A Psychodynamic Activation Study of Female Oedipal Fantasies Using Subliminal and Percept-Genetic Techniques

  • Bert Westerlundh


This chapter presents an experimental study of conflict and defense originating in the female Oedipus complex, using subliminal stimulation and a tachistoscopic percept-genetic technique. This is related to Kragh’s (1985) Defense Mechanism Test (DMT) and consists of successively prolonged presentations of interpersonal stimuli, to which subjects report, verbally and with a drawing. In the experiment, factors were varied within and between subjects. All subjects saw and reported to two percept-geneses. For one of these, all percept-genetic presentations were preceded by a neutral subliminal verbal message, the words “Taking a walk.” For the other, the presentations were preceded by a provoking subliminal message, “Fuck daddy.” These messages were the same for all subjects. For half of the subjects, the two percept-genetic stimuli showed a girl (central figure, technically “hero”) and a man, for the other half a girl and a woman. The only difference between the sets of stimuli was in the sex of the grown-up “peripheral person” (pp). The presentation order for the subliminal and the percept-genetic stimuli was balanced, and the subjects randomly assigned to the different combinations. The design was thus of a mixed type.


Reaction Formation Psychoanalytic Theory Conflict Activation Defense Mechanism Test Oedipus Complex 
These keywords were added by machine and not by the authors. This process is experimental and the keywords may be updated as the learning algorithm improves.


Unable to display preview. Download preview PDF.

Unable to display preview. Download preview PDF.


  1. Bonaparte, M. (1953) Female sexuality. London: Imago.Google Scholar
  2. Collins, A.M., Loftus, E.F. (1975) A spreading-activation theory of semantic processing. Psychological Review, 82, 407–428.CrossRefGoogle Scholar
  3. Fenichel, O. (1946) The psychoanalytic theory of neurosis. London: Routledge and Kegan Paul.Google Scholar
  4. Freud, S. (1961) Some psychical consequences of the anatomical distinction between the sexes. In The standard edition of the complete psychological works of Sigmund Freud: Vol. 19. London: Hogarth Press (Original work published 1925 )Google Scholar
  5. Holender, D. (1986) Semantic activation without conscious identification in dichotic listening, parafoveal vision, and visual masking: A survey and appraisal. With peer commentary. Behavioral and Brain Sciences, 9, 1–66.CrossRefGoogle Scholar
  6. Homey, K. (1973) Feminine psychology. New York: Norton.Google Scholar
  7. Kline, P. (1988) Psychology exposed: Or, the emperor’s new clothes. London: Routledge.Google Scholar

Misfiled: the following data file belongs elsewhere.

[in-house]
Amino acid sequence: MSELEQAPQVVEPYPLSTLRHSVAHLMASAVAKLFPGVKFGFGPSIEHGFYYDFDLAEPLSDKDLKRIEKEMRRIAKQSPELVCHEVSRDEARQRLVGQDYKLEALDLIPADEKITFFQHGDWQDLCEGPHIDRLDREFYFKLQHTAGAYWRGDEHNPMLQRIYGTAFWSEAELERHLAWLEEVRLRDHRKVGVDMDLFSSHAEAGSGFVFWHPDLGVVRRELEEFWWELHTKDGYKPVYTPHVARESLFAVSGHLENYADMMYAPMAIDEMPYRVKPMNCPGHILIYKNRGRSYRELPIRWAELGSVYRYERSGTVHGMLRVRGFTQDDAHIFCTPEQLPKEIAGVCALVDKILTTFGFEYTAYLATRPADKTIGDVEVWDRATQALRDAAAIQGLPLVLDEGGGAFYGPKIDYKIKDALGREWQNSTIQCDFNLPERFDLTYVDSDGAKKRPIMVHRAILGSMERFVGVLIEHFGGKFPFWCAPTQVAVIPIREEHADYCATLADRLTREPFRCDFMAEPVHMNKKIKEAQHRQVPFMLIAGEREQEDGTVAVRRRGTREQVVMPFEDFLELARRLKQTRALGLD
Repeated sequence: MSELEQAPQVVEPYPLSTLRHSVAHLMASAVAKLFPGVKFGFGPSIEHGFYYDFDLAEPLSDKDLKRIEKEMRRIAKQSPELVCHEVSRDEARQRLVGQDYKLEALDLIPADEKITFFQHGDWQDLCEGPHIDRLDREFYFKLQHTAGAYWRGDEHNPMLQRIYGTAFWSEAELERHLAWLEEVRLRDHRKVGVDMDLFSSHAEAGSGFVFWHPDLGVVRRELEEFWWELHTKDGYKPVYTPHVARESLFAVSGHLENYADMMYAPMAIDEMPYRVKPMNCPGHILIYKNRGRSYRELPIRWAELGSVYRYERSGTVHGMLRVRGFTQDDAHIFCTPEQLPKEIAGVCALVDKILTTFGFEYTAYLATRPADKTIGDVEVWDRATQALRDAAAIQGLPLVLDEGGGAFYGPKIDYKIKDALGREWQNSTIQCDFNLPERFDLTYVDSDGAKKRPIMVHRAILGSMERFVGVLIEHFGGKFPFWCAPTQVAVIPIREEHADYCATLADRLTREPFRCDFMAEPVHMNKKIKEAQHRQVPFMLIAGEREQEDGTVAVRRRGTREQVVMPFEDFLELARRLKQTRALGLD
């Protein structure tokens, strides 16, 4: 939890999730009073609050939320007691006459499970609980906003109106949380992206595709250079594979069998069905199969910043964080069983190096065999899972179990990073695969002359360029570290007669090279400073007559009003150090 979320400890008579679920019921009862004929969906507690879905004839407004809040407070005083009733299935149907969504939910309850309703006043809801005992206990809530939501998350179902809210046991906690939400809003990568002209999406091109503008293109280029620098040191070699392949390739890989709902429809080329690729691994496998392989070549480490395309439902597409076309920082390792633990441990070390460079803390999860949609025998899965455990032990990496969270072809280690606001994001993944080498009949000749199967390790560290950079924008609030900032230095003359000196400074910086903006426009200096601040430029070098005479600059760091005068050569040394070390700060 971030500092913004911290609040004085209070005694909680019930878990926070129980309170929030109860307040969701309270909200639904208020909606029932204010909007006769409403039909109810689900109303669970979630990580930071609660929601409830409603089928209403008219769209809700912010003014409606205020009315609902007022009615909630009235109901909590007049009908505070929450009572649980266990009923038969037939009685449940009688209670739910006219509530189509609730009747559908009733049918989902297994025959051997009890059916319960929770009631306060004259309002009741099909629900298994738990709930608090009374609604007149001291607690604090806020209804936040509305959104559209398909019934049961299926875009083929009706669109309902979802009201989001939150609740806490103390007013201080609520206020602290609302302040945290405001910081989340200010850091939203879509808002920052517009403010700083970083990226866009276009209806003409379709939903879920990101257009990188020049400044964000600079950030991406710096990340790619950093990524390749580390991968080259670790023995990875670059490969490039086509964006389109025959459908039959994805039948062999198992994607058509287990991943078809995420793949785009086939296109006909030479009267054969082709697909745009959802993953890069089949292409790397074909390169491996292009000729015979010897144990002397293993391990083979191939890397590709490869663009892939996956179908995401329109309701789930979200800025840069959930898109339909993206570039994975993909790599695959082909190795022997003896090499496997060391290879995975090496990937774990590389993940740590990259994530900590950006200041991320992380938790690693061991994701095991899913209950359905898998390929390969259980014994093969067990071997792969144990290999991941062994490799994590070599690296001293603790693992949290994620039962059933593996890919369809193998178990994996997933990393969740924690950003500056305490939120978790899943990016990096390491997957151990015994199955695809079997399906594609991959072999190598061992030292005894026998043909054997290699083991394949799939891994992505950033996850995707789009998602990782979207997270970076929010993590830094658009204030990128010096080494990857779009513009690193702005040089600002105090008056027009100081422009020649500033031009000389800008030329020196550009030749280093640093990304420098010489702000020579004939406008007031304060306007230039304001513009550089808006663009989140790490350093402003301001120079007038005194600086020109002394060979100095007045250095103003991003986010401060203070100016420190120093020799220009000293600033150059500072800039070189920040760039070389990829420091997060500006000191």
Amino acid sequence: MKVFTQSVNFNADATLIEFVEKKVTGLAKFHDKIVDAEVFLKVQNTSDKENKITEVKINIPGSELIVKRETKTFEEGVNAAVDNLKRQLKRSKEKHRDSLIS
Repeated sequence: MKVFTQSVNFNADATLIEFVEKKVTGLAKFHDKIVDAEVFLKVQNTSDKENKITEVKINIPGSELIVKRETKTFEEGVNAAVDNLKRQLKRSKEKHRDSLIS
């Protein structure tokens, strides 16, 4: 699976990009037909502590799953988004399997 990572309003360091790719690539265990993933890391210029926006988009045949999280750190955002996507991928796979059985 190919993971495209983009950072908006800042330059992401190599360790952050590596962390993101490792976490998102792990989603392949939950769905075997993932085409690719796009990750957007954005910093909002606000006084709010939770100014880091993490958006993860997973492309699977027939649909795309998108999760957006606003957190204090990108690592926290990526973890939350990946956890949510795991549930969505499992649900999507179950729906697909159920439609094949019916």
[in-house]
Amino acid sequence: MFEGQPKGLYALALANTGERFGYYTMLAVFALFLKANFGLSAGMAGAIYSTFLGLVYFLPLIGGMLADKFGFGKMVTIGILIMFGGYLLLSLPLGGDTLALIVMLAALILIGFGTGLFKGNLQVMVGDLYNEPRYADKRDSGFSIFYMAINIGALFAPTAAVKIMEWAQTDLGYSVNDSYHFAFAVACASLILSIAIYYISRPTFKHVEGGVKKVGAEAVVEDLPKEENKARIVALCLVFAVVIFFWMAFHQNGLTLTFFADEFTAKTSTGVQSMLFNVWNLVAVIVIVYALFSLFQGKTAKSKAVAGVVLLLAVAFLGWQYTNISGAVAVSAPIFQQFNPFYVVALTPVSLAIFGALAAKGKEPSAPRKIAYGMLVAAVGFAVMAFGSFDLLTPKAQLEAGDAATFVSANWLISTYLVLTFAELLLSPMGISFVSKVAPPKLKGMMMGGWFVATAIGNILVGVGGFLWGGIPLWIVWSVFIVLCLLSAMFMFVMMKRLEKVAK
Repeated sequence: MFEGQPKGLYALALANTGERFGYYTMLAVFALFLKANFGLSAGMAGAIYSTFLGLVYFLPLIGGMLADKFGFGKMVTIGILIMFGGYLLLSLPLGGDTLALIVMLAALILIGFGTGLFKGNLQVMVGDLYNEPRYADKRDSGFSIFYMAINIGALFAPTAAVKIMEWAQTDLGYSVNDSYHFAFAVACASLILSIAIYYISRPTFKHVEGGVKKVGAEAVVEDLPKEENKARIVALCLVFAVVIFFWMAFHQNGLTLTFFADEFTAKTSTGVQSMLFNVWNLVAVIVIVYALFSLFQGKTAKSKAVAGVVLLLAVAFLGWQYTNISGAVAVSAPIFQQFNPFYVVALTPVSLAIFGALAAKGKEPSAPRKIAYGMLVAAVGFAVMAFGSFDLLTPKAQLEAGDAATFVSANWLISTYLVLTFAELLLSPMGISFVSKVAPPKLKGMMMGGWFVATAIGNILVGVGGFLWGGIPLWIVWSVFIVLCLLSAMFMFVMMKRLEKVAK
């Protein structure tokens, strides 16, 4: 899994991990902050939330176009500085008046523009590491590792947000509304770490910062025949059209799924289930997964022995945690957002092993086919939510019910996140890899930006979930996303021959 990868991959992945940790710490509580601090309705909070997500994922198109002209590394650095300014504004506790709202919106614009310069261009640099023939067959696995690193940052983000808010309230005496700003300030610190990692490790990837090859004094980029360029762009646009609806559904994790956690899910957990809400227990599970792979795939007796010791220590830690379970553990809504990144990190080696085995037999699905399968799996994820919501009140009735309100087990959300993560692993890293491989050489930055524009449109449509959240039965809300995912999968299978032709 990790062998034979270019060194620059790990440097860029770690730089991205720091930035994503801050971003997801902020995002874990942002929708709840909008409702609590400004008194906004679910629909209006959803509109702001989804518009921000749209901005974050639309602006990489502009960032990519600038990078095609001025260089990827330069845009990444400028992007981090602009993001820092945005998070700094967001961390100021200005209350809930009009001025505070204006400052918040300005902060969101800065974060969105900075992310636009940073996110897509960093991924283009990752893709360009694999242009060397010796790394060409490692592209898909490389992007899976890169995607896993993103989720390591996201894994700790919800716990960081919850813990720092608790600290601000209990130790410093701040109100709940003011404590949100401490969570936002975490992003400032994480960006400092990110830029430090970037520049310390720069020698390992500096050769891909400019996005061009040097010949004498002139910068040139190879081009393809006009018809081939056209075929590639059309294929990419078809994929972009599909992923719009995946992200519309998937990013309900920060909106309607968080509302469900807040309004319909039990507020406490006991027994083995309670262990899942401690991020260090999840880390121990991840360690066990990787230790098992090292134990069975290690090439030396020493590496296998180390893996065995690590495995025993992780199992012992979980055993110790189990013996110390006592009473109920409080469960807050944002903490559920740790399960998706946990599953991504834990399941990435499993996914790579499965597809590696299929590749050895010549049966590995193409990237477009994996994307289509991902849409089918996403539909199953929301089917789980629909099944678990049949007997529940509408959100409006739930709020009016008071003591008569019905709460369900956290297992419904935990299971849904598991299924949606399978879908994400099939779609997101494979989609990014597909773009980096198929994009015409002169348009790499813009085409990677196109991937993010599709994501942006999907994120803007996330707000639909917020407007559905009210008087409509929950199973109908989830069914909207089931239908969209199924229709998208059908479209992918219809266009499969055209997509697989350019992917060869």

8. Kragh, U. (1969) Manual till DMT. Defense Mechanism Test. [Manual of the DMT]. Stockholm: Skandinaviska Testförlaget.Google Scholar
  9. Kragh, U. (1985) DMT manual. Stockholm: Persona.Google Scholar
  10. Moses, I. Reyher, J. (1985) Spontaneous and directed visual imagery: Image failure and image substitution. Journal of Personality and Social Psychology, 48, 233–242.Google Scholar
  11. Nagera, H. (1975) Female sexuality and the Oedipus complex. New York: Jason Aronson.Google Scholar
  12. Robles, R., Smith, R., Carver, C.S., Wellens, A.R. (1987) Influence of subliminal visual images on the experience of anxiety. Personality and Social Psychology Bulletin, 13, 399–410.CrossRefGoogle Scholar
  13. Silverman, L.H. (1966) A technique for the study of psychodynamic relationships: The effects of subliminally presented aggressive stimuli on the production of pathological thinking in a schizophrenic population. Journal of Consulting Psychology, 30, 103–111.PubMedCrossRefGoogle Scholar
  14. Silverman, L.H. (1983) The subliminal psychodynamic activation method: Overview and comprehensive listing of studies. In J. Masling (Ed.), Empirical studies of psychoanalytic theory: Vol. 1 (pp. 69–100 ). Hillsdale, N.J.: Erlbaum.Google Scholar
  15. Silverman, L.H. Geisler, C.J. (1986) The subliminal psychodynamic activation method: Comprehensive listing update, individual differences, and other considerations. In U. Hentschel, G.J.W. Smith, J. Draguns (Eds.), The roots of perception (pp. 49–74 ). Amsterdam: North-Holland.Google Scholar
  16. Sjöbäck, H. (1972) Apparatkonstruktion, bildkonstruktion och grundläggande bildprovningsförsök med defense mechanism test. [The construction of the apparatus, the layout and basic testing of the pictures for the Defense Mechanism Test]. Mimeographed, Department of Psychology, Lund University.Google Scholar
  17. Spence, D.P., Klein, L., Fernandez, R.J. (1986) Size and shape of the subliminal window. In U. Hentschel, G.J.W. Smith, & J. Draguns, The roots of perception (pp. 103–142 ). Amsterdam: North-Holland.Google Scholar
  18. Westerlundh, B. (1976) Aggression, anxiety, and defense. Lund: Gleerup.Google Scholar
  19. Westerlundh, B. (1986) On reading subliminal sentences: A psychodynamic activation study. Psychological Research Bulletin, Lund University, 26, 10.Google Scholar
  20. Westerlundh, B., Sjöbäck, H. (1986) Activation of intrapsychic conflict and defense: The amauroscopic technique. In U. Hentschel, G.J.W. Smith, & J. Draguns (Eds.), The roots of perception (pp. 161–216 ). Amsterdam: North-Holland.Google Scholar
  21. Westerlundh, B., Terjestam, Y. (1987) Psychodynamic effects of subliminal verbal messages on tachistoscopically presented interpersonal stimuli. Psychological Research Bulletin, Lund University, 27, 3.Google Scholar

Copyright information

© Springer-Verlag New York Inc. 1993

Authors and Affiliations

  • Bert Westerlundh

There are no affiliations available

Personalised recommendations